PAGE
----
Random Samples

Science  27 Nov 2009:
Vol. 326, Issue 5957, pp. 1171

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  1. How's Your Gaydar?


      Can you guess a woman's sexual orientation just from her face? Surprisingly, your guess would be better than flipping a coin.

      Psychologist Nicholas Rule of Tufts University in Medford, Massachusetts, and colleagues asked 21 college students the same question about 192 photos—cropped to eliminate hair and ears—of gay and straight women from dating Web sites. The undergraduates guessed right 64% of the time and scored better than chance—53%—even when they saw only the women's eyes, the researchers report this month in the Journal of Experimental Social Psychology. In 2008, Rule reported similar results with male faces.

      The process appears to be unconscious, Rule says. Subjects were more accurate when told to make snap judgments than when they pondered their decisions. Rule believes subtle differences in facial muscles caused by habitual expressions may be the clue. Previous work has shown that homosexuals tend to adopt facial expressions more typical of the opposite sex. The results show that we know much more about others from snippets of information than we realize, says psychologist David Kenny of the University of Connecticut, Storrs.

    1. In Search of Darkness

        Really dark skies are becoming a rarity these days. Galloway Forest Park in Scotland was officially named as the United Kingdom's first “Dark Sky Park” last week at the meeting of the International Dark-Sky Association in Phoenix, Arizona.

        Now there's a Web site to guide amateur astronomers. ClearDarkSky.com, created by software designer Attilla Danko of Ottawa, Canada, pinpoints the best nights for viewing the sky at more than 3800 locations in the United States, Canada, and Mexico.

        The site translates forecast maps from the Canadian Meteorological Centre into diagrams showing conditions for the next 48 hours. They include hour-by-hour predictions of factors that affect viewing transparency: cloud cover, the amount of water vapor in the air, and seeing, an indicator of turbulence and atmospheric temperature differences.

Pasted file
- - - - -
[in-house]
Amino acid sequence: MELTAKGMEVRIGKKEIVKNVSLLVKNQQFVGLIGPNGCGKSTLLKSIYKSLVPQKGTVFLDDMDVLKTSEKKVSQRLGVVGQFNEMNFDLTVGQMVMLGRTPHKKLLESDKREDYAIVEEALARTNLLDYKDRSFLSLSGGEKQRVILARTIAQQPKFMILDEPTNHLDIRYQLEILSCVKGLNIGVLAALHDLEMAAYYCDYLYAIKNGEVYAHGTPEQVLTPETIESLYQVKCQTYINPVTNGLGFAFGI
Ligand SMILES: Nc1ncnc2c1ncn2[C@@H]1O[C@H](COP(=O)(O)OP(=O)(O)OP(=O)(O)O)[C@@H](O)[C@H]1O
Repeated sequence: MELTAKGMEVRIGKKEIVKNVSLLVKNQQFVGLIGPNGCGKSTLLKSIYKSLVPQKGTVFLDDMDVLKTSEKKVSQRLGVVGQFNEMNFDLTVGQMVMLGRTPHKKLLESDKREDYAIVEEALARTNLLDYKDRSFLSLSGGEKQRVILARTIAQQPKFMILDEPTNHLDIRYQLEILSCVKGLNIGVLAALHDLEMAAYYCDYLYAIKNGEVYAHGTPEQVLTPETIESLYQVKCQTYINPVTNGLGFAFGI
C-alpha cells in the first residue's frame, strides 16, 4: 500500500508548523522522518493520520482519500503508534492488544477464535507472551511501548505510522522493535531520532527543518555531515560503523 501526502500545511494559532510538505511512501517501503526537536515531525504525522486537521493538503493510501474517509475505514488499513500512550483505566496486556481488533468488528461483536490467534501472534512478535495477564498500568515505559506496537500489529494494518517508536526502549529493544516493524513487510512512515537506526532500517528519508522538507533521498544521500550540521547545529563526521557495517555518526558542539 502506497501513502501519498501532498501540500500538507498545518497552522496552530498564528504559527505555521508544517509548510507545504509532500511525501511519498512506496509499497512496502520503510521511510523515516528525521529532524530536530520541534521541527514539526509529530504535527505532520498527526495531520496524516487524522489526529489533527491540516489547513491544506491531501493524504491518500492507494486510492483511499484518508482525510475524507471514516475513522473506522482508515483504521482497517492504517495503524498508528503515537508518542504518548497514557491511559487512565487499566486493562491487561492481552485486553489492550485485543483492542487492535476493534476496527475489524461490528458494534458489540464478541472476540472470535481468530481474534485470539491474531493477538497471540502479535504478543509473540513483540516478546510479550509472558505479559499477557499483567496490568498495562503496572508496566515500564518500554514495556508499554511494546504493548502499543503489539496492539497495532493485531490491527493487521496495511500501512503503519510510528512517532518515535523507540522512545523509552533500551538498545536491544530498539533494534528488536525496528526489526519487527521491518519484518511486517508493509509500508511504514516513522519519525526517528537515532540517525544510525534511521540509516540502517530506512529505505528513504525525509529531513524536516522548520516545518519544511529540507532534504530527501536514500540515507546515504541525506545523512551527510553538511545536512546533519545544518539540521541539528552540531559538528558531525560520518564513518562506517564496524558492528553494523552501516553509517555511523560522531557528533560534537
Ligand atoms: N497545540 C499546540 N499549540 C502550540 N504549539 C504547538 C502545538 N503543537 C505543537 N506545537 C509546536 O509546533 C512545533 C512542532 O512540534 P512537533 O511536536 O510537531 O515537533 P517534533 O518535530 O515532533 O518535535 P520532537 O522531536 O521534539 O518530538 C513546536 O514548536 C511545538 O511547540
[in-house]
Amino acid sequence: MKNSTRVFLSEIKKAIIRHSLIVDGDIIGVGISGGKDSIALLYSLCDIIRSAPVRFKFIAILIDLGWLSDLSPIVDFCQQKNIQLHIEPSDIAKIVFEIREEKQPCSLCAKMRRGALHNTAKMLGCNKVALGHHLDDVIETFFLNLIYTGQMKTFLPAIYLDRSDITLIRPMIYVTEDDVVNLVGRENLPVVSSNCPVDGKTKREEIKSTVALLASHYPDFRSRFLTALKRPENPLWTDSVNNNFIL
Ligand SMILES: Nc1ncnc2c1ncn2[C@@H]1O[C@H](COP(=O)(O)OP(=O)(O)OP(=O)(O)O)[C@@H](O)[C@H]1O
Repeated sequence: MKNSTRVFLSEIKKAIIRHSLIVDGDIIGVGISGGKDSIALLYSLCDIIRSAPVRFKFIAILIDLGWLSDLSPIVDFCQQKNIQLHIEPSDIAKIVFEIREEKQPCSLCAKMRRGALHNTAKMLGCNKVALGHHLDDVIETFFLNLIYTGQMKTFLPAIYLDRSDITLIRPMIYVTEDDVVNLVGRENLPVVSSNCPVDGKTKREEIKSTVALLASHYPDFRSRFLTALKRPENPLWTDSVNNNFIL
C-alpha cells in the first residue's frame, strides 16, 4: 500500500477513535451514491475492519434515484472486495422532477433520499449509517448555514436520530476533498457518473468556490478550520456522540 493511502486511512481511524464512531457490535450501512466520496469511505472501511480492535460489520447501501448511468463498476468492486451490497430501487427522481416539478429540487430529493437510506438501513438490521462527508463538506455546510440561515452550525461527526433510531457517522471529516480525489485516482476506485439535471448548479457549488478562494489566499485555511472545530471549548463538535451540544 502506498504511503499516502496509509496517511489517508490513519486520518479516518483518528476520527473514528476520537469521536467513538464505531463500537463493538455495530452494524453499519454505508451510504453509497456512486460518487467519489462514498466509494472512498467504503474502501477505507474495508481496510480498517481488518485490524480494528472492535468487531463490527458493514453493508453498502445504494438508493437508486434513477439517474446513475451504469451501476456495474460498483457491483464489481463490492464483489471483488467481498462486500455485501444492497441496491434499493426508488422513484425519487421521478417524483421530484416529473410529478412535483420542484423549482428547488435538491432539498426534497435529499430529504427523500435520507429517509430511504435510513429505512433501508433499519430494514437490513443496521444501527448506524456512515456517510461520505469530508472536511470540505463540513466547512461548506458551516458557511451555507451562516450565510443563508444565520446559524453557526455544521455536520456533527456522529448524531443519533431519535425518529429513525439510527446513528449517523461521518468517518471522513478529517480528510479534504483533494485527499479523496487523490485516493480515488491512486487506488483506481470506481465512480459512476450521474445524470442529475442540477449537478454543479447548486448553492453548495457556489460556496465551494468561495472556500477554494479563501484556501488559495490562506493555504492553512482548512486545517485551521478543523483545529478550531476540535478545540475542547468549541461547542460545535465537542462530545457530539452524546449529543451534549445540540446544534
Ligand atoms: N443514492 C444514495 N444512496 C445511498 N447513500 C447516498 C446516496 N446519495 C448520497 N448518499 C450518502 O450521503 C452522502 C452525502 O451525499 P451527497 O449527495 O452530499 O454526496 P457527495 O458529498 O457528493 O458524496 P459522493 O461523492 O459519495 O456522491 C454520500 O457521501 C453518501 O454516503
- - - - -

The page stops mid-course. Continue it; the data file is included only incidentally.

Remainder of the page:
The site also forecasts wind, temperature, and humidity at ground level, which influences whether eyepieces and lenses will collect condensation. If your locale isn't on the list, you can nominate it.

      1. Sclerotic Egyptians


          Pharaohs were worshiped as gods, but their hearts were all too human. Cardiologists and Egyptologists recently used CT scanners to scrutinize the mummies of 16 ancient Egyptians and found evidence of heart disease as far back as 1530 B.C.E.

          Because mummification often involved removing the heart, the scientists examined mostly arteries and tracks where arteries used to run. They found both coated with calcium gunk, a sign of atherosclerosis. Scientists have dissected mummies to look for signs of diseases before, including leprosy, arthritis, and heart disease, but never with modern nondestructive imaging techniques.

          The work, reported on 18 November in the Journal of the American Medical Association, shows that, given the right environment, people have always been susceptible to heart trouble, says co-author Samuel Wann, a cardiologist at the Wisconsin Heart Hospital in Milwaukee. In this case, the mummies came from the highest social castes of Egypt, which often dined on fatty delicacies. Nevertheless, given the less-sedentary lives of most ancient people, Wann says the findings are surprising: “I would have thought that atherosclerosis was a disease of modern man, not something that affected people in the time of Moses.” Sandra Olsen, curator of anthropology at the Carnegie Museum of Natural History in Pittsburgh, Pennsylvania, says the work “throws out a lot of old myths about how we're going to pot because of our modern lifestyle.”

        1. Mustiness Marker

            High-acid paper from 1909.


            The evocative smell of old books is the odor of decay. Analytical chemist Matija Strlič and colleagues at University College London have chemically analyzed the smell—which they describe as “a combination of grassy notes with a tang of acids and a hint of vanilla over an underlying mustiness”—and find that its composition is associated with paper degradation.

            The researchers studied 72 samples of paper produced between 1850 and 1990, a period when paper was highly acidic. With liquid chromatography–mass spectrometry, they assessed the condition and stability of the paper through the volatile organic compounds it emitted. They also identified two compounds, lignin and rosin, that are associated with rapid degradation, they reported last month in Analytical Chemistry. Strlic̆ hopes the work can eventually help conservators choose strategies for preserving books.

            Barry Knight, head of Conservation Research at the British Library in London, says similar approaches might replace more invasive techniques for gauging the status of other historical items such as oil paintings and natural history specimens. Ultimately, Strlič envisions doing the job with small hand-held devices. Such a device, says Knight, “could sniff the book as it came up to the [library] reading room, … and if it turned out that it was in bad condition, it could ring a bell” to alert a librarian.